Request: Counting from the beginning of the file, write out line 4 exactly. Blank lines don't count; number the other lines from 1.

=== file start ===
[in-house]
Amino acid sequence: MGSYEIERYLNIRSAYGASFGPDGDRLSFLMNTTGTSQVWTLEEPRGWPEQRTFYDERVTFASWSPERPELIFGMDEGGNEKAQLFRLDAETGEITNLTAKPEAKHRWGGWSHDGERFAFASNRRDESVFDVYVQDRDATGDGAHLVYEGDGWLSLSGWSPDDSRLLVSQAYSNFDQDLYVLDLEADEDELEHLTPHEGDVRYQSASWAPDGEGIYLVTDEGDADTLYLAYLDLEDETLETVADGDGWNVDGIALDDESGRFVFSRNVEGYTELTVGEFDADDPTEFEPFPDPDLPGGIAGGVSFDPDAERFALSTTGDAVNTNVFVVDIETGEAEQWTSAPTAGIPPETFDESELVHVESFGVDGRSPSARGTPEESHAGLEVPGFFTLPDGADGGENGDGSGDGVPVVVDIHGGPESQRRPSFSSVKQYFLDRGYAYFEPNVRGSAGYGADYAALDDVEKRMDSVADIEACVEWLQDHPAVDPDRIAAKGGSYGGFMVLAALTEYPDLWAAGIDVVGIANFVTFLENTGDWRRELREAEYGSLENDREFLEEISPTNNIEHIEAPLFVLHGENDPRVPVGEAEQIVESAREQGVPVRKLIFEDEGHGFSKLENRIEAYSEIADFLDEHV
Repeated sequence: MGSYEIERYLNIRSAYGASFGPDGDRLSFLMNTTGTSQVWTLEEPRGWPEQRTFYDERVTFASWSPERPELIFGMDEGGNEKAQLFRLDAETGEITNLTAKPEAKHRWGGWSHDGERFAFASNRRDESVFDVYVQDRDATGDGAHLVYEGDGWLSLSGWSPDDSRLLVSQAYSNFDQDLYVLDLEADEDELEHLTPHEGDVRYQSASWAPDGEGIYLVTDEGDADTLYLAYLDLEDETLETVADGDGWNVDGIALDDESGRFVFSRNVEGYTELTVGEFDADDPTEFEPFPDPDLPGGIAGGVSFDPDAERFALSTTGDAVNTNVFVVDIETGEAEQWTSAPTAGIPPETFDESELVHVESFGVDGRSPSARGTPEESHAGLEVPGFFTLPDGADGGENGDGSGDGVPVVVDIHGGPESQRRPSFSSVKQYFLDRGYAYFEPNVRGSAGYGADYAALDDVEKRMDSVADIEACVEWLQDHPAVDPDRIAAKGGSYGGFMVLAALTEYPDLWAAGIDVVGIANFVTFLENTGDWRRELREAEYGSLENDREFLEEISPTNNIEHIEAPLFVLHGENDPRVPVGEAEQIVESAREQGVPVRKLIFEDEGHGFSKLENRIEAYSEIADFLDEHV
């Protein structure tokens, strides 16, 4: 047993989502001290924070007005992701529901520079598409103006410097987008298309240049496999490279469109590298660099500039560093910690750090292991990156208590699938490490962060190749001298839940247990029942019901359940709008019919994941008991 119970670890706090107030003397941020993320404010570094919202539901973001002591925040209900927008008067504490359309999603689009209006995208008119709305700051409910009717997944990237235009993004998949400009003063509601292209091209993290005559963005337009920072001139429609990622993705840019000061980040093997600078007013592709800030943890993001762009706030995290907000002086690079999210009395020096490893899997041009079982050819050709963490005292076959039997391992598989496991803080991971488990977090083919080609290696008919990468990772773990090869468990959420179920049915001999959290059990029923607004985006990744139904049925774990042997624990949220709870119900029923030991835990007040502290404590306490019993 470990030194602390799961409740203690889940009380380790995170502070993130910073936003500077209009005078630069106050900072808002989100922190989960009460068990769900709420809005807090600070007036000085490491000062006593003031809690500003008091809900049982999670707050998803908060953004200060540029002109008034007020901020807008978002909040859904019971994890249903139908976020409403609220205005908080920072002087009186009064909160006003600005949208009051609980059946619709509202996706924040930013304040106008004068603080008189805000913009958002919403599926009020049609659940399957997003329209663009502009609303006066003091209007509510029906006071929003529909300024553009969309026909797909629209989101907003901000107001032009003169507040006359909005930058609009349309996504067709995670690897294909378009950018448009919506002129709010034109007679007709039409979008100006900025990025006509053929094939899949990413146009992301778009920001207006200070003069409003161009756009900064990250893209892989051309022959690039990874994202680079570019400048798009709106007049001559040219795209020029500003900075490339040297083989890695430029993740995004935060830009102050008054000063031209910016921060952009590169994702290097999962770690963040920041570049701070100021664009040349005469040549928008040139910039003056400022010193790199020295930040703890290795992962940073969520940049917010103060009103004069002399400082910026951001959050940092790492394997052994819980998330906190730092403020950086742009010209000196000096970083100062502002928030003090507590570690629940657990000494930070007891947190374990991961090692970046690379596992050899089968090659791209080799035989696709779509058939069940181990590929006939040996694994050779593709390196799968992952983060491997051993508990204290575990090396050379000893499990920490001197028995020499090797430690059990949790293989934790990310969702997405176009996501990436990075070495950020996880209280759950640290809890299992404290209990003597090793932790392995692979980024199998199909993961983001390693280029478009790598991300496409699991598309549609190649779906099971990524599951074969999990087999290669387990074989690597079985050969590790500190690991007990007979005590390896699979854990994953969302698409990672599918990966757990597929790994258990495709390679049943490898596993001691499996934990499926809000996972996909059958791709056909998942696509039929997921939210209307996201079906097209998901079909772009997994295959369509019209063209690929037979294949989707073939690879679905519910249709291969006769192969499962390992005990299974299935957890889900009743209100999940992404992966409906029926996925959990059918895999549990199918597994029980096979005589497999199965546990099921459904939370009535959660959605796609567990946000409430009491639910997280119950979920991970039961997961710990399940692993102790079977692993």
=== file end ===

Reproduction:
């Protein structure tokens, strides 16, 4: 047993989502001290924070007005992701529901520079598409103006410097987008298309240049496999490279469109590298660099500039560093910690750090292991990156208590699938490490962060190749001298839940247990029942019901359940709008019919994941008991 119970670890706090107030003397941020993320404010570094919202539901973001002591925040209900927008008067504490359309999603689009209006995208008119709305700051409910009717997944990237235009993004998949400009003063509601292209091209993290005559963005337009920072001139429609990622993705840019000061980040093997600078007013592709800030943890993001762009706030995290907000002086690079999210009395020096490893899997041009079982050819050709963490005292076959039997391992598989496991803080991971488990977090083919080609290696008919990468990772773990090869468990959420179920049915001999959290059990029923607004985006990744139904049925774990042997624990949220709870119900029923030991835990007040502290404590306490019993 470990030194602390799961409740203690889940009380380790995170502070993130910073936003500077209009005078630069106050900072808002989100922190989960009460068990769900709420809005807090600070007036000085490491000062006593003031809690500003008091809900049982999670707050998803908060953004200060540029002109008034007020901020807008978002909040859904019971994890249903139908976020409403609220205005908080920072002087009186009064909160006003600005949208009051609980059946619709509202996706924040930013304040106008004068603080008189805000913009958002919403599926009020049609659940399957997003329209663009502009609303006066003091209007509510029906006071929003529909300024553009969309026909797909629209989101907003901000107001032009003169507040006359909005930058609009349309996504067709995670690897294909378009950018448009919506002129709010034109007679007709039409979008100006900025990025006509053929094939899949990413146009992301778009920001207006200070003069409003161009756009900064990250893209892989051309022959690039990874994202680079570019400048798009709106007049001559040219795209020029500003900075490339040297083989890695430029993740995004935060830009102050008054000063031209910016921060952009590169994702290097999962770690963040920041570049701070100021664009040349005469040549928008040139910039003056400022010193790199020295930040703890290795992962940073969520940049917010103060009103004069002399400082910026951001959050940092790492394997052994819980998330906190730092403020950086742009010209000196000096970083100062502002928030003090507590570690629940657990000494930070007891947190374990991961090692970046690379596992050899089968090659791209080799035989696709779509058939069940181990590929006939040996694994050779593709390196799968992952983060491997051993508990204290575990090396050379000893499990920490001197028995020499090797430690059990949790293989934790990310969702997405176009996501990436990075070495950020996880209280759950640290809890299992404290209990003597090793932790392995692979980024199998199909993961983001390693280029478009790598991300496409699991598309549609190649779906099971990524599951074969999990087999290669387990074989690597079985050969590790500190690991007990007979005590390896699979854990994953969302698409990672599918990966757990597929790994258990495709390679049943490898596993001691499996934990499926809000996972996909059958791709056909998942696509039929997921939210209307996201079906097209998901079909772009997994295959369509019209063209690929037979294949989707073939690879679905519910249709291969006769192969499962390992005990299974299935957890889900009743209100999940992404992966409906029926996925959990059918895999549990199918597994029980096979005589497999199965546990099921459904939370009535959660959605796609567990946000409430009491639910997280119950979920991970039961997961710990399940692993102790079977692993």